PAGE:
When the families returned to the village square, the soldiers ordered Muslims to get on certain busses and Christians on others. Muslims were driven to the nearby Jordan River and sent across it to the Jordanian desert where they had to fend for themselves. Christians were driven to Nazareth, the closest Palestinian city, and left at the outskirts. Families took them in and provided temporary shelter. After a few months, the families asked when they could return and were told by Israeli authorities they could never return. “Your homes have been given to Jewish families and now you are on your own.” There was no compensation. The Palestinians lost everything. If they tried to return, they would be shot on sight or put on trial and jailed for life. The Ateeks were not the only ones. Over 500 Palestinian villages were razed to the ground during and shortly after 1948 and 750,000-800,000 Palestinians (according to United Nations statistics ) became refugees. Palestinians call this period the “Nakba” (catastrophe).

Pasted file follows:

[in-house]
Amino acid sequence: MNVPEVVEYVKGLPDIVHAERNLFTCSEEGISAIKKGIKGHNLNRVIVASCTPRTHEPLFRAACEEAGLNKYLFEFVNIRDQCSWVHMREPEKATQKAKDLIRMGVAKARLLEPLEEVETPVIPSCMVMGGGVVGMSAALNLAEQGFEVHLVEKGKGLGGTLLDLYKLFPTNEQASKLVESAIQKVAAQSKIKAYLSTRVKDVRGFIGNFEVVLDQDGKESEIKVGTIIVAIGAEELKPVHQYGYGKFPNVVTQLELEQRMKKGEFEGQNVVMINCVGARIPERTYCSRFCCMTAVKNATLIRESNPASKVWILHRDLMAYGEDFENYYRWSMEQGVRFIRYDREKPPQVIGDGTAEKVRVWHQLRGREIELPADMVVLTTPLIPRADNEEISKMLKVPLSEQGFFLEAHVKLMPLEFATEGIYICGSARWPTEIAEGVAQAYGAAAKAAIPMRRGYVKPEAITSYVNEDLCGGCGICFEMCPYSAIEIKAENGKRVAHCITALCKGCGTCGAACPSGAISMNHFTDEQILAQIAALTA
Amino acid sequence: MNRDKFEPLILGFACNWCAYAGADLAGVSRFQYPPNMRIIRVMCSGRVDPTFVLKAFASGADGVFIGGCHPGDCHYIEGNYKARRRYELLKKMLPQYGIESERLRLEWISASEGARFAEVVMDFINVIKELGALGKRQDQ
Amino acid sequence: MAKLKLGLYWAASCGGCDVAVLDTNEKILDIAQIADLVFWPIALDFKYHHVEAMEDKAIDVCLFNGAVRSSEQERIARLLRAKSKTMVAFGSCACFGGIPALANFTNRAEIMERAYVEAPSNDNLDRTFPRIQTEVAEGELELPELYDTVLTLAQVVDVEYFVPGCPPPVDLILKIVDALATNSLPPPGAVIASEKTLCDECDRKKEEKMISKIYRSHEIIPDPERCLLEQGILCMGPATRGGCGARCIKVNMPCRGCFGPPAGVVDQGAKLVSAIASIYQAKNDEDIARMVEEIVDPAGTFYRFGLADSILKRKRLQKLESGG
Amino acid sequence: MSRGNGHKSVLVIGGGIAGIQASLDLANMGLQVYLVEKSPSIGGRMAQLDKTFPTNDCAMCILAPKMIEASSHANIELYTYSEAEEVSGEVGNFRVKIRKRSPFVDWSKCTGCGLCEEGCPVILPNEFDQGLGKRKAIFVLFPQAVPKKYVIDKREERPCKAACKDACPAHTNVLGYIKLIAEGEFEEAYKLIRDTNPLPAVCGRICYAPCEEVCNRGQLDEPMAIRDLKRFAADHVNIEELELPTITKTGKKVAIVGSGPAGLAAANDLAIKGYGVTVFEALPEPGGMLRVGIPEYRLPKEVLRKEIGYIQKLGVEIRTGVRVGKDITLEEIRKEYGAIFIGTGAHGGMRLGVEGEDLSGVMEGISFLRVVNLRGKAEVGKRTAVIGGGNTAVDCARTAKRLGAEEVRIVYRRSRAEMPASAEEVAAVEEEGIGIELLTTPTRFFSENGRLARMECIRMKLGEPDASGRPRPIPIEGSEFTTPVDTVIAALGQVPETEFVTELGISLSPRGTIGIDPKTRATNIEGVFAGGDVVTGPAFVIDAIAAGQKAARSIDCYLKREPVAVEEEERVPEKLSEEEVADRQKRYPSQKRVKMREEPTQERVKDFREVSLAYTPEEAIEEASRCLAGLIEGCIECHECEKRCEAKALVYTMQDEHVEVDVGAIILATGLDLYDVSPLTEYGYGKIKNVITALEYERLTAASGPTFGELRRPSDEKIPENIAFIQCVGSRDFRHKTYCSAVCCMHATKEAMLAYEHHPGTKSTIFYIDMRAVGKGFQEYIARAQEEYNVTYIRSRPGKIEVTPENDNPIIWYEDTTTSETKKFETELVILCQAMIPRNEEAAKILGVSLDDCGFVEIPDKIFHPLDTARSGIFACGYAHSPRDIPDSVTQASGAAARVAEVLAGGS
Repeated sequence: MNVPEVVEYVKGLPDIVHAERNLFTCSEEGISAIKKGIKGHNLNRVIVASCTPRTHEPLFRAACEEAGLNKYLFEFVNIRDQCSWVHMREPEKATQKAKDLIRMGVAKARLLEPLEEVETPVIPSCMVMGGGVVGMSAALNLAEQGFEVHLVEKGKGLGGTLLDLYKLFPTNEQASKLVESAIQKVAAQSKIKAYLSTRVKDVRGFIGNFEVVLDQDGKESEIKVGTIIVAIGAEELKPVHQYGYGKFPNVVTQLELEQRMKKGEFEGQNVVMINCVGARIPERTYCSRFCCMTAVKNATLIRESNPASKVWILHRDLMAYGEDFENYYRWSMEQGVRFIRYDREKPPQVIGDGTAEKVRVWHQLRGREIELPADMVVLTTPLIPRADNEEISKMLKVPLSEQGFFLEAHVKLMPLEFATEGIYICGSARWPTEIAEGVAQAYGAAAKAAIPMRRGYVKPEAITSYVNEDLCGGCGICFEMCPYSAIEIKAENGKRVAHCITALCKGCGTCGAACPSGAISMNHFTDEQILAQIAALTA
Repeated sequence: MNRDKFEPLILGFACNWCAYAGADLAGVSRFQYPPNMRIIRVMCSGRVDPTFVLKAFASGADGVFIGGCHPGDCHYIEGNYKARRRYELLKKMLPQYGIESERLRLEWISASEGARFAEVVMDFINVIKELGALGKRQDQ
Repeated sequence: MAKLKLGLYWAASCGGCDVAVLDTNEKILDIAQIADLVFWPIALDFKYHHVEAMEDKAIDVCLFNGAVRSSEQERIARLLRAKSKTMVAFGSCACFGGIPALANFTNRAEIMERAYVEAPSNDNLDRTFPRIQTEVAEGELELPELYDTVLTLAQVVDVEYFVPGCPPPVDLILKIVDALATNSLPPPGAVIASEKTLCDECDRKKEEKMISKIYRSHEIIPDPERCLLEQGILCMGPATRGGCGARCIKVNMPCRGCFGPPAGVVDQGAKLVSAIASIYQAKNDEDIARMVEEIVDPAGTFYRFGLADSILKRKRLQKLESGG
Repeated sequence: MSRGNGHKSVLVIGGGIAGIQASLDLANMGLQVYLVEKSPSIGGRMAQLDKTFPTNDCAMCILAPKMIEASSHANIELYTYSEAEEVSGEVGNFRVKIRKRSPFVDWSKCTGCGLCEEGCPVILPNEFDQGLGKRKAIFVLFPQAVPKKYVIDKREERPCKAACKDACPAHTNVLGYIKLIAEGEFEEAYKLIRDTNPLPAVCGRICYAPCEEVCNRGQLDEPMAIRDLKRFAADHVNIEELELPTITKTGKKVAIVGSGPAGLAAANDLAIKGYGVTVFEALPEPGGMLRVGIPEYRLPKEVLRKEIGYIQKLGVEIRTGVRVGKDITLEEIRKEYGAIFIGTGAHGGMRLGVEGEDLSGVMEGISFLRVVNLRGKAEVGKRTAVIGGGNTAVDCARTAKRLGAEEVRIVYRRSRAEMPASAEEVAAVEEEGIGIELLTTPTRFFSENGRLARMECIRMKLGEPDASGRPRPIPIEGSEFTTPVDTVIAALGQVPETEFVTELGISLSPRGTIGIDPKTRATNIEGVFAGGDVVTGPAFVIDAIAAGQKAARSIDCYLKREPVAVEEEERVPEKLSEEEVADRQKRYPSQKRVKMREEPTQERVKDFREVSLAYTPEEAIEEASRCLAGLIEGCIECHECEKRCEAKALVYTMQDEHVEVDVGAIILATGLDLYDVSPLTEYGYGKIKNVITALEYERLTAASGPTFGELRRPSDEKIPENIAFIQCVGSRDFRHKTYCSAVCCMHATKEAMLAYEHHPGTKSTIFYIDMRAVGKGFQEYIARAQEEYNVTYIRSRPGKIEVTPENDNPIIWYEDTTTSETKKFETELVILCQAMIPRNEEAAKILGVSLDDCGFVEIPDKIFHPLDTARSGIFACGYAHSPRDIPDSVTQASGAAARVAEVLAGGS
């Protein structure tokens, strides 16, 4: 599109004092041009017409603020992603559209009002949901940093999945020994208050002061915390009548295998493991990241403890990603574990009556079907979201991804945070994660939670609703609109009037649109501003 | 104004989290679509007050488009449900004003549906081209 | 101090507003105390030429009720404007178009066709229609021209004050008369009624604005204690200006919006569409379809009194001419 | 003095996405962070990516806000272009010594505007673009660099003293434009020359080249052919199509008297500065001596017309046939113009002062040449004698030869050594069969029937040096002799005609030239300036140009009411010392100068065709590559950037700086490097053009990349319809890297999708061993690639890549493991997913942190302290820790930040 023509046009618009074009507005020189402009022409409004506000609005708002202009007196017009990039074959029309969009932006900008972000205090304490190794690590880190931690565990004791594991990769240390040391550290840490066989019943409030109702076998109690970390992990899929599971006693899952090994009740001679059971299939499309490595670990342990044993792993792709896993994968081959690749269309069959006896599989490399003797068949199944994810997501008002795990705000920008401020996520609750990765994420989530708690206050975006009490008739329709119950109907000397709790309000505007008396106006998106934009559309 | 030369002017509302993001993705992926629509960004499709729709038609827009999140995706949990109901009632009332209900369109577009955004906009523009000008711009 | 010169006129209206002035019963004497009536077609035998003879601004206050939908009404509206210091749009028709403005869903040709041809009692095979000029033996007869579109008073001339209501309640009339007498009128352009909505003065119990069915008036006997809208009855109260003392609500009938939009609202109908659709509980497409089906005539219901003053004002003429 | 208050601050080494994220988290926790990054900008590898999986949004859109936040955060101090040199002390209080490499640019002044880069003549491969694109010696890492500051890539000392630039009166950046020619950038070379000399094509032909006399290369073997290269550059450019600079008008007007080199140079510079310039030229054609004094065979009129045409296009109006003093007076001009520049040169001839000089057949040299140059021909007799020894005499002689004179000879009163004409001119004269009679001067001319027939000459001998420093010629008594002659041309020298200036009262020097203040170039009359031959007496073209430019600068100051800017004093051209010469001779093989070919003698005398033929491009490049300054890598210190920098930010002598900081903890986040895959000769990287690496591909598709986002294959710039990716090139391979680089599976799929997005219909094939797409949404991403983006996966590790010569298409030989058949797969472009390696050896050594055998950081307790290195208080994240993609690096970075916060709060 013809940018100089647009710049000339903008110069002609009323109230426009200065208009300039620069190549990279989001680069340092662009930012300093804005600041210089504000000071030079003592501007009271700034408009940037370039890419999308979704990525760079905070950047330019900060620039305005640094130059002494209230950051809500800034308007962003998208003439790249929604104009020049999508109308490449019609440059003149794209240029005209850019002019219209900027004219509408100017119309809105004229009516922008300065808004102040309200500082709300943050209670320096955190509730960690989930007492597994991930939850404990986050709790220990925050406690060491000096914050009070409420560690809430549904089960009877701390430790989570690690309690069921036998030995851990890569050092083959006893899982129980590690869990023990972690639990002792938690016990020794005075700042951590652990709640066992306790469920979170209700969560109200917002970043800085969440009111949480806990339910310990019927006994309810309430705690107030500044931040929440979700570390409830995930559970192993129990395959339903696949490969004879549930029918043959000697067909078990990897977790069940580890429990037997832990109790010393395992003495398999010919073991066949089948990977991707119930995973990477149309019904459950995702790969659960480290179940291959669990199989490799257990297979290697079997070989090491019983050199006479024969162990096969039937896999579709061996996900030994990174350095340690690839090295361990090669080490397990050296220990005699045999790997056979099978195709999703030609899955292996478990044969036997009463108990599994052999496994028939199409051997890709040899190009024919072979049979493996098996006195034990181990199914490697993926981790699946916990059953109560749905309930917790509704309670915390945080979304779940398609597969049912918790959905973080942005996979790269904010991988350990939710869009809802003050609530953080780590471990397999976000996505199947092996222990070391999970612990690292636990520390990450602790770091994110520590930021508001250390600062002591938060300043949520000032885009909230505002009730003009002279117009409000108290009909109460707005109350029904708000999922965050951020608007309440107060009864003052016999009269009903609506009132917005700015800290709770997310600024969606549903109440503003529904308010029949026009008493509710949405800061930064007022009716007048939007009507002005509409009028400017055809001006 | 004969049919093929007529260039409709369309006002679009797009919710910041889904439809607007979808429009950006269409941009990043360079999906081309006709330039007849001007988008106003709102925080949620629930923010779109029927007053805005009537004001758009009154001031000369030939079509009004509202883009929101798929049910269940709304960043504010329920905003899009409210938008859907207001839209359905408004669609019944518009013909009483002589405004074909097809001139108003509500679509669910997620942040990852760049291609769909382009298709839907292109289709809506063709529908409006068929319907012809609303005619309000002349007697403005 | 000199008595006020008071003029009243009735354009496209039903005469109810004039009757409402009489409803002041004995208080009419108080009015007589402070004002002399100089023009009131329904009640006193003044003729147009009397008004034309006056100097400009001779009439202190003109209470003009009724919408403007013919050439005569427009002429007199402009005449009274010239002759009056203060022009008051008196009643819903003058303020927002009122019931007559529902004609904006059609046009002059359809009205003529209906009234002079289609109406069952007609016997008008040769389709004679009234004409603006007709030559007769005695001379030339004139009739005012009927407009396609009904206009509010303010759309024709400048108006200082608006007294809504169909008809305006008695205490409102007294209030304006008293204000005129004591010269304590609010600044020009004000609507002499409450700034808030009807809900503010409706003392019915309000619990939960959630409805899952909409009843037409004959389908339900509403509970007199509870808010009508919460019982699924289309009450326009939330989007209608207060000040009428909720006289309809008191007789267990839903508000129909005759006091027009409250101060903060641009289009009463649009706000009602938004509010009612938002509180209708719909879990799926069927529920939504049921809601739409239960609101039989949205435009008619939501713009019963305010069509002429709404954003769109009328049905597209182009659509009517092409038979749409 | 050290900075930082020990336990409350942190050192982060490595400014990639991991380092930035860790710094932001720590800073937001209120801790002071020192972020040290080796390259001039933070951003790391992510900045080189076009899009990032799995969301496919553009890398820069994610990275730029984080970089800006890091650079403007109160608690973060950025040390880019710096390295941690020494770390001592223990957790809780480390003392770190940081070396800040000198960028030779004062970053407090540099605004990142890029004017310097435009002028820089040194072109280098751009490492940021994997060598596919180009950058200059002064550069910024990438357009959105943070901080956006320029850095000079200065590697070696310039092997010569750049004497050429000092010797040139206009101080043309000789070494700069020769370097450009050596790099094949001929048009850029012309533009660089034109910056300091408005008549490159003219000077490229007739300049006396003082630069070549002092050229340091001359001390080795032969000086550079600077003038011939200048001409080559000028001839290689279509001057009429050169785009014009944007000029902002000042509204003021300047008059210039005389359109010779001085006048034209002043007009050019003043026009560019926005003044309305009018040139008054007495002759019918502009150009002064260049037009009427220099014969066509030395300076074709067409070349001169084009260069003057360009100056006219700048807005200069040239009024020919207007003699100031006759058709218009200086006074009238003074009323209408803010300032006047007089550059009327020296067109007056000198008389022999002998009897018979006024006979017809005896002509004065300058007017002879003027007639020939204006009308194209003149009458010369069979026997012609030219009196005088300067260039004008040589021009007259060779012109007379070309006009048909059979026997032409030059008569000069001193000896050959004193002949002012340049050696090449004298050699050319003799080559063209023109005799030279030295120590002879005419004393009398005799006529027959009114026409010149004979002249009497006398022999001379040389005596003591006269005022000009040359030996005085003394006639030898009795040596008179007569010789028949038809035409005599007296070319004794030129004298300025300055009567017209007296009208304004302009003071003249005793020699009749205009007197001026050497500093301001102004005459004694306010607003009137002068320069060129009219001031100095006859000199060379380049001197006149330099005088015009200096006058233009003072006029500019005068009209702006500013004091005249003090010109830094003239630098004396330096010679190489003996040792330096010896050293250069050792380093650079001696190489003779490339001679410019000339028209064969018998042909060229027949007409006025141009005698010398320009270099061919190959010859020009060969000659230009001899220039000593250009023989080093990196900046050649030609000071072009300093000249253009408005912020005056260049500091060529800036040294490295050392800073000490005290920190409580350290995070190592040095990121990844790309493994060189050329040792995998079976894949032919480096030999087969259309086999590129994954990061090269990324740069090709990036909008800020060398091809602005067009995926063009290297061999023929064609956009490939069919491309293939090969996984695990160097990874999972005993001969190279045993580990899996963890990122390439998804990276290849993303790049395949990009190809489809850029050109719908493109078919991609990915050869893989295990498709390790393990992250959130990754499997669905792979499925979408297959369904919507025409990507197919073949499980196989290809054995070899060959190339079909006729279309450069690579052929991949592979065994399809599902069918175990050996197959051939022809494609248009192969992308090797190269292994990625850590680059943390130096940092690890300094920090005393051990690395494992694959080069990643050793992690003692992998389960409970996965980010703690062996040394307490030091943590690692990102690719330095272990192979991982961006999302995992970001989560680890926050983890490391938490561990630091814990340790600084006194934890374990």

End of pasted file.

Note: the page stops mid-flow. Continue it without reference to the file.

Naim’s family started attending an Anglican church in Nazareth where they heard British missionaries teaching the Bible and saying God was blessing the new nation of Israel as they were fulfilling Bible prophecy. The missionaries said, “We all have to accept the fact that this is in the Bible and you have no choice but to accept the fact that Israel deserves the land.” This was a bitter pill for the Palestinians to swallow as they had lost everything—homes, land, jobs, all of their belongings. Naim’s father was a Bible teacher and lay preacher at their former church in Beisan, but he and the community did not interpret the Bible like the missionaries. They believed the word of God was being distorted by the missionaries. To Naim and most Palestinians, these teachings made no sense in the light of the Gospel of Jesus Christ and the Hebrew Prophets. These experiences set Naim on a course as an Anglican priest to bring a different approach to these biblical texts that challenged the Christian Zionist views of the British missionaries.